grace c

Grace moves from the Annex, but her daughter returns
The Bohemian Embassy and Yorkville’s coffee houses big draws

By Tom G. Kernaghan

Be good, sweet maid, and let who will be clever;
Do noble things, not dream about them all day long:
And so make life, death, and the vast forever
One grand, sweet song.”
Your friend,
Keep smiling.
Irene L. Britnell
August 29, 1925

Grace was smiling on March 29, 1944, when she and George took a six-month-old girl into their home. The child joined David, a 9-year-old boy they had adopted four years earlier. Grace had found her away around the tubular pregnancy. Their little girl, whom they named Alison, settled in easily and the young family was very happy—in the beginning. George started up a sporting goods store, Grace kept house, David kept busy, and Alison, sensitive and intuitive, quickly saw the strength and friendship in her relationship with her mother, and the adoration of her father.

She could also see the mounting tension between her father and Grace’s parents, who felt that George, now a former military man, was spending too much time at the Legion. Grace was torn between them. In 1951, a marriage that had once been held together by great love, broke apart. And though Alison could see this strain, she could not easily see the written word: she was afflicted with an incurable lazy eye, which made reading difficult. Grace had a new mission: she became her daughter’s eyes.

Not only did Grace help her daughter, she also returned to teaching, at Cobourg’s West Collegiate. While she commanded her classrooms, Grace had a harder time with Alison. Though she made some progress over time, the free-spirited youngster grew frustrated by her inability to stay focused on words, and by her father’s absence. Alison’s rebelliousness and poor school performance drove Grace to make a painful decision: she sent the teen away to Albert College in Belleville, and when the young woman returned, she was still full of spirit, but now much more focused. And she was filled with stories Grace had told her … of the Annex.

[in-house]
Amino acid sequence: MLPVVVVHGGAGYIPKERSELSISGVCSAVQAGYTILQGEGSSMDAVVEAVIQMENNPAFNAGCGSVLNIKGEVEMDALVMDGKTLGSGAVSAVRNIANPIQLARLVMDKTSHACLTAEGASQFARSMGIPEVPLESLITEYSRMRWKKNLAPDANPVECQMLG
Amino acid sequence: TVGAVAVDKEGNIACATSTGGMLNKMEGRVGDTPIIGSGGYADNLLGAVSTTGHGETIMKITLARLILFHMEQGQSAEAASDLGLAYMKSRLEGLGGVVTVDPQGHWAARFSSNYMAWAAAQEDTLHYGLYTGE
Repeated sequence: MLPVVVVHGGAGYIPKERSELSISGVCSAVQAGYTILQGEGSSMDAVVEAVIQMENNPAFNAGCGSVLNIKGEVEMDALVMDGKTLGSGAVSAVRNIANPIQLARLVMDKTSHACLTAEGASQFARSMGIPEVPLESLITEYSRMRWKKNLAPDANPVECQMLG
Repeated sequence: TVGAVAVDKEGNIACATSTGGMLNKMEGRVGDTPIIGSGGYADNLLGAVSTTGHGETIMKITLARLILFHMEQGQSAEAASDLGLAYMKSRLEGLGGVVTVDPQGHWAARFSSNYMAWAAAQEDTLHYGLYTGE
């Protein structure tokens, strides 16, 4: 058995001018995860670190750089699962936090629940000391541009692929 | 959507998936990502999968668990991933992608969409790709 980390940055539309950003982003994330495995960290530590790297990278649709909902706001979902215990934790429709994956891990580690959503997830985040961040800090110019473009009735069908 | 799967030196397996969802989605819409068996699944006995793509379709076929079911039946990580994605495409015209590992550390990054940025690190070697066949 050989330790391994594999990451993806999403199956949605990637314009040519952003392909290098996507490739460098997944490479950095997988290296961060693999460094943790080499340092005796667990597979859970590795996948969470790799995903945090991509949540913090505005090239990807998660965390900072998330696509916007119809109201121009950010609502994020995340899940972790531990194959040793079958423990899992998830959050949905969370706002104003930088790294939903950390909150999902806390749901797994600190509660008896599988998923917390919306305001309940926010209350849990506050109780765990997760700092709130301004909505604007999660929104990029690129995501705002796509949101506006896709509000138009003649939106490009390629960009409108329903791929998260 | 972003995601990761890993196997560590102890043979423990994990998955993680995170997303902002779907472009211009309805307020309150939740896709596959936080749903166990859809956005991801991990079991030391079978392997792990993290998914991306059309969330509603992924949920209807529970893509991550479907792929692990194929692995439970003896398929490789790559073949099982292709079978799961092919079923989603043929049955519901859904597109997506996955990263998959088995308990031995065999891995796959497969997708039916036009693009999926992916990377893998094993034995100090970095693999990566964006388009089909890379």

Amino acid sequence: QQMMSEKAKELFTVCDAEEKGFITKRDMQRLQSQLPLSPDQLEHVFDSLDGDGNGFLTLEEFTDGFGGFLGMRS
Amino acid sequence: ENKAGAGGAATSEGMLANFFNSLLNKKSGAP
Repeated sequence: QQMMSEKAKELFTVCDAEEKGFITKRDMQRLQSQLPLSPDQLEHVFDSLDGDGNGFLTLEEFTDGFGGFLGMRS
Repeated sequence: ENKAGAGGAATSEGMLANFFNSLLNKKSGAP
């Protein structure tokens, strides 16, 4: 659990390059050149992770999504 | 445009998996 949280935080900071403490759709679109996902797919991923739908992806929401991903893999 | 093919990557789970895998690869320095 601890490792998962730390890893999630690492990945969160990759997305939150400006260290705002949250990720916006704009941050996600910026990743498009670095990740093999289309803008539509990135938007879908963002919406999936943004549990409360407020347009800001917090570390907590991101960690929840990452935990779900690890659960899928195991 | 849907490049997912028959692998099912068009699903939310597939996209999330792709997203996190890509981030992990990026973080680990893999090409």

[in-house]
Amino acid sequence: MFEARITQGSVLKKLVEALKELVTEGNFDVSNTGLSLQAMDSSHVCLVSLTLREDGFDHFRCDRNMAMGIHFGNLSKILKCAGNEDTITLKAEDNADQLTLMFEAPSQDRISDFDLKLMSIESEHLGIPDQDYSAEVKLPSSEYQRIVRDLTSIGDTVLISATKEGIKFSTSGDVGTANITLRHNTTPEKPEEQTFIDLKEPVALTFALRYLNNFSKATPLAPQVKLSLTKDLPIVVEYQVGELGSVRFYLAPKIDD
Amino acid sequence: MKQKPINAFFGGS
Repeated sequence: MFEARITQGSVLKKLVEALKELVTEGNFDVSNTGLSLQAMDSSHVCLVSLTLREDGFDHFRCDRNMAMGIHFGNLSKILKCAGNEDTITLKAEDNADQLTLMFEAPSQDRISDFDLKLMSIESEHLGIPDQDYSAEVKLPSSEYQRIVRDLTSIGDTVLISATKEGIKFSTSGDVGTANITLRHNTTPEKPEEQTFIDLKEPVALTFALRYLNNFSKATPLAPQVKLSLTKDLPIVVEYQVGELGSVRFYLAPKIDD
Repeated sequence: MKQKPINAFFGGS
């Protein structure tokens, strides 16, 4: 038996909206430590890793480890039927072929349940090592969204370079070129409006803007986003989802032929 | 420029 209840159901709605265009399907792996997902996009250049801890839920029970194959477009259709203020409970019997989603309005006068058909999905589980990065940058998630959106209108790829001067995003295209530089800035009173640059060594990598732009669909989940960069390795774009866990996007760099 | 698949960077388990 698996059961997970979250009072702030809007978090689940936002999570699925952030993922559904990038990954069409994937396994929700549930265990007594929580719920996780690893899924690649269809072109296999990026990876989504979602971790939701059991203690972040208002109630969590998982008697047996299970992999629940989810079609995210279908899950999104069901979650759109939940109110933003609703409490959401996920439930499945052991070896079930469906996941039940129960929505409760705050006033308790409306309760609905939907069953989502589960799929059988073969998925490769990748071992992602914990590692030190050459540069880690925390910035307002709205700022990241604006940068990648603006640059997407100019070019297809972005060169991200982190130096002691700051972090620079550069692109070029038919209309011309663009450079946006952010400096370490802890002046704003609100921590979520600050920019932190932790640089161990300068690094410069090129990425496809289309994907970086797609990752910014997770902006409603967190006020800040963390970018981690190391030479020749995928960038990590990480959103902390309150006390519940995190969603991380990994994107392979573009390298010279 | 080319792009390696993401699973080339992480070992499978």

In 1961, Alison moved to Toronto, took modelling classes, and worked in various offices near the Spadina Avenue garment district. In 1962, she and a roommate had two flats—one on Spadina Road, the other on Davenport Road. From there she frequented The Bohemian Embassy and the coffee houses of Yorkville, where she took in young folk acts like Ian and Sylvia, and Gordon Lightfoot.

Life in Toronto was exciting and fun. Times were changing.

Herbert died early in 1962. His passing weighed heavily on the entire family, particularly on Alison, who had been extremely close to “Poppy Herbie.” And Grace was on the brink of exhaustion as she cared for her mother and continued to teach. Making matters worse, Alison began to see that her roommate had fallen victim to the rougher side of beatnik culture—drugs and hooking. When a pimp threatened Alison’s life, police told her to leave the city. She left, with regret; like her mother, she still loved the Annex. Two years later she returned to Toronto, married and pregnant.

I am the younger of her two sons.

Grace’s daughter Alison poses at the
Wychwood Estate in Cobourg in 1947

On the above date, August 29, 1925, the Canadian National Expedition (CNE) opened to a record first-day attendance of 90,000. It’s hard to say if Grace, then one day into her 16th year, cared that The Globe and Mail was calling Toronto “a Mecca for continent-wide joy-seekers,” because the “mammoth spectacle” called “Ties That Bind” was celebrating mighty Britain—an empire on which many believed the sun would never set. More than likely, she appreciated another Globe headline, this one about 30 female artists, musicians, and writers: “Women Have Played Important Part in Success and Development of CNE and Will Attain New Heights This Year.” The following year, Grace and some friends started the Vulcan yearbook at Central Technical School.

Grace lived long enough to see the sun set on many things and many people. But she also saw the sunrise of discovery, progress, and hope. She knew that while time waits for no one, the circles of life do, in time, become poignantly clear. And she saw, two generations after her discovery, why the Annex is one of the most interesting communities in the country. Grace’s eyes are still watching….

Tom G. Kernaghan writes Through Grace’s Eyes, a monthly column on Grace Eleanor Cooey, who was born and raised in the Annex at the beginning of the 20th century.

(Gleaner News, Toronto)

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